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Health News Florida

500K Floridians Could Get Free Health Insurance As Special Enrollment Begins

According to a study from the Kaiser Family Foundation there are more than 550,000 Floridians who are still eligible for a free health insurance plan under the Affordable Care Act.
According to a study from the Kaiser Family Foundation, there are more than 550,000 Floridians who are still eligible for a free health insurance plan under the Affordable Care Act.

Studies show that nearly 2 million uninsured Floridians are eligible for subsidized health insurance through the Affordable Care Act.

Starting Monday, Floridians can sign up for insurance under the Affordable Care Act.

President Joe Biden announced the three-month special enrollment period during his first days in office and has included $50 million to promote enrollment and support counselors who will help people navigate the sign-up process.

Late last year, 2.1 million people in Florida signed up during the traditional enrollment period. But another nearly 2 million residents remain uninsured and eligible for subsidized health care coverage.

Health News Florida's Julio Ochoa spoke with Florida Blue market president David Pizzo about what it will take to reach eligible Floridians during the special enrollment period.

Can you start by talking about what Florida Blue is doing to prepare for this special enrollment period?

We're really excited about this special enrollment period. There are estimated to be 1.8 million Floridians who are uninsured today, even though they qualify for financial assistance, and about half of them don't even know they can get coverage at little or no cost. So we're excited about having an opportunity to get the word out.

That is amazing, isn't it, that there's 1.8 million people who could qualify for low cost insurance or no cost? A study from the Kaiser Family Foundation found that even after open enrollment took place, there's still over 500,000 people that could get free insurance through a bronze plan. So do you expect to get a lot of those people enrolled during this period?

We're hoping, you know, it's going to take an all-out effort to do that. What the administration is doing, they've allocated $50 million in their budget to help get the word out. So we're hoping between the governmental and agencies’ work to get that word out, combined with our all-out effort to get Florida covered, that we can reach a lot of people that may not have known this before.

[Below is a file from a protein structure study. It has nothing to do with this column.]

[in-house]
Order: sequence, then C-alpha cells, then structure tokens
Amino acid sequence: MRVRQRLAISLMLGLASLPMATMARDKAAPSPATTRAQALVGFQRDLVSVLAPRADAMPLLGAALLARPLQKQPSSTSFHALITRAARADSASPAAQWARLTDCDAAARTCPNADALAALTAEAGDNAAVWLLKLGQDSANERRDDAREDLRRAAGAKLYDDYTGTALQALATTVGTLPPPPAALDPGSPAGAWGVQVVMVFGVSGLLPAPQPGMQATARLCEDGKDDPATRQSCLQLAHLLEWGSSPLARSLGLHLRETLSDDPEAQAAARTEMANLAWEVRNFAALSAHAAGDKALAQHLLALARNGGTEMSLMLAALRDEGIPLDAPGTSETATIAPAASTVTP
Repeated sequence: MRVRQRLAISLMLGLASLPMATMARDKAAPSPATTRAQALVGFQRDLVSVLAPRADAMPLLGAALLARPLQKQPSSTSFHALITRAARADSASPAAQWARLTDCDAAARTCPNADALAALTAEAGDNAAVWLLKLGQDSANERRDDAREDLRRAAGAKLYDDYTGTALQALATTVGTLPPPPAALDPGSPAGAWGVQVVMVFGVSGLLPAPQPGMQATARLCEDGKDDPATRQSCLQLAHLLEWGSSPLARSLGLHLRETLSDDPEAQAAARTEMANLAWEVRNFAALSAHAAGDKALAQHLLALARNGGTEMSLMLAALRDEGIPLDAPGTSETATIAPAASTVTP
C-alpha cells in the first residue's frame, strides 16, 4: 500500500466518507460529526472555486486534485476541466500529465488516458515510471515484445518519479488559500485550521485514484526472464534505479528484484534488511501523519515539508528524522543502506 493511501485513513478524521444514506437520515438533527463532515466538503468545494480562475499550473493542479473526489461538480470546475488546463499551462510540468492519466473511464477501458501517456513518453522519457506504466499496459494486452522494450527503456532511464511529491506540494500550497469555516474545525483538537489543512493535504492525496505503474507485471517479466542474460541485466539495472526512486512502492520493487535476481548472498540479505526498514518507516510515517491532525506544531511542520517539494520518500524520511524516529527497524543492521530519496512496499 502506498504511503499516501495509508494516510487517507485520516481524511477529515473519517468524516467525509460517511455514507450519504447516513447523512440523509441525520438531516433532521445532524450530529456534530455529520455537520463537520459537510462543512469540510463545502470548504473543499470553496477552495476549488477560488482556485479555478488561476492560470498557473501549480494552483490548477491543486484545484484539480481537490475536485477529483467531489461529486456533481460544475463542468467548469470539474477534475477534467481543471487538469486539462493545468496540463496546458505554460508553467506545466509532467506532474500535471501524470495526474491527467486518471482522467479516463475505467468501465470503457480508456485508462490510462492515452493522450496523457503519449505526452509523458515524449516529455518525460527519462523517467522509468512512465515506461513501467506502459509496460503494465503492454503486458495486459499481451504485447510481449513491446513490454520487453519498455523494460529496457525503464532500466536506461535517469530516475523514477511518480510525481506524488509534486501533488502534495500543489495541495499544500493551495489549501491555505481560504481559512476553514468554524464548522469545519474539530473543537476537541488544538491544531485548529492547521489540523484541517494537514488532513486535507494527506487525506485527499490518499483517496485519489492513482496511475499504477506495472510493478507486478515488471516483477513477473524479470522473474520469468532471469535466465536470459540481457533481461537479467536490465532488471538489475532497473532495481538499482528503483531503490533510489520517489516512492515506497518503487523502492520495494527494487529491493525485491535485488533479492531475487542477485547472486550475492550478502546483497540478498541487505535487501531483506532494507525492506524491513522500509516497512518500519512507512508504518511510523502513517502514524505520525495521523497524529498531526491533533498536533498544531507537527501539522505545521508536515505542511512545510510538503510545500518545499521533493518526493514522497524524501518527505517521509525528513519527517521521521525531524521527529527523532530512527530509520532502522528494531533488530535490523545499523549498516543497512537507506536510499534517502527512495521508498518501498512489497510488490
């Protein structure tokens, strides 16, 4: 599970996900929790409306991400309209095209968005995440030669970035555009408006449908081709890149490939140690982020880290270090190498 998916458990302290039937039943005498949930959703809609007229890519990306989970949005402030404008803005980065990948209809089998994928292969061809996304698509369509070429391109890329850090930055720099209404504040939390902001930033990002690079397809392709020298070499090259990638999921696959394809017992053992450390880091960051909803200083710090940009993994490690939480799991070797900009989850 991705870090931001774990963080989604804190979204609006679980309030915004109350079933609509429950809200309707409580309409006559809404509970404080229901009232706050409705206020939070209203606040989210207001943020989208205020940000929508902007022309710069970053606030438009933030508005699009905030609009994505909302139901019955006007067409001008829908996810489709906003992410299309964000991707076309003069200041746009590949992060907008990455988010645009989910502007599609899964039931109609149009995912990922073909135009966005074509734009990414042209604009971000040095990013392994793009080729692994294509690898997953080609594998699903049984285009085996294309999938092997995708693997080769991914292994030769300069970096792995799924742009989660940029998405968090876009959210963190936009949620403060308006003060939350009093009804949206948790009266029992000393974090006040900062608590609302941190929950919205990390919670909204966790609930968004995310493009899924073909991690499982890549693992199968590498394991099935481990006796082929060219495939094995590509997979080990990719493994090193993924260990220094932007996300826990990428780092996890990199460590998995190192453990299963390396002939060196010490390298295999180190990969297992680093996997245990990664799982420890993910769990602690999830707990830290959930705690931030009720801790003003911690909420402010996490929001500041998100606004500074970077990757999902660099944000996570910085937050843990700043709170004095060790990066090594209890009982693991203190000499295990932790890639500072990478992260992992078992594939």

You mentioned the $50 million that the Biden administration has put forth to help out with the advertising initiative. In the past, that has been cut for efforts to get out the word and pay for navigators and that kind of thing. How significant is that in attempts to get more people covered?

Well, I can't say exactly what with the $50 million will do and how they're going to spend it. So, more is better than none. So, $50 million is, I think, a good step in the right direction. But we're all waiting to hear what is going to be done with that. And specifically in Florida, how that's going to be used, whether it's for advertising campaigns, or to support navigators. Even though we're very happy that this special enrollment period goes for three months, that'll go very quickly. So the longer it takes to gear up a group of navigators, the less effective it can be. We've heard through some of the information from a Kaiser Family Foundation report, that just over half of consumers who looked for coverage during the open enrollment period for 2020 encountered difficulties. So there's probably a lot of different reasons for that. But it points to this being a great opportunity for people who had difficulties maybe couldn't get it, they have now a three-month period to learn more and to enroll in coverage.

There's an open enrollment period for a reason, right? People who don't have insurance can sign up and if you want to change your insurance, you can sign up during this annual open enrollment period. Do insurers, consider a special enrollment period to be a good thing if people can now jump on after the enrollment period has closed?

Well, we've had a special enrollment period in place every year: If you change jobs, move from county to county, had a significant change in your income, there are a lot of rules around that. And that seems to work pretty well. I think this being a truly special, special enrollment period, if there was an extra "s" on there. We're in unprecedented times with a pandemic. People are hurting. Businesses have been hurting particularly in certain industries, and people do need coverage. So we view that as a very positive thing this year at this point in time. I don't know about long-term. That's a whole model and ecosystem that's built around affordability. And it's something that we and the industry are still trying to work on, helping make coverage, health care as affordable as possible. So I don't know, but right now at this point in time, we're viewing it as a good thing to give people an option that they didn't know they had before.

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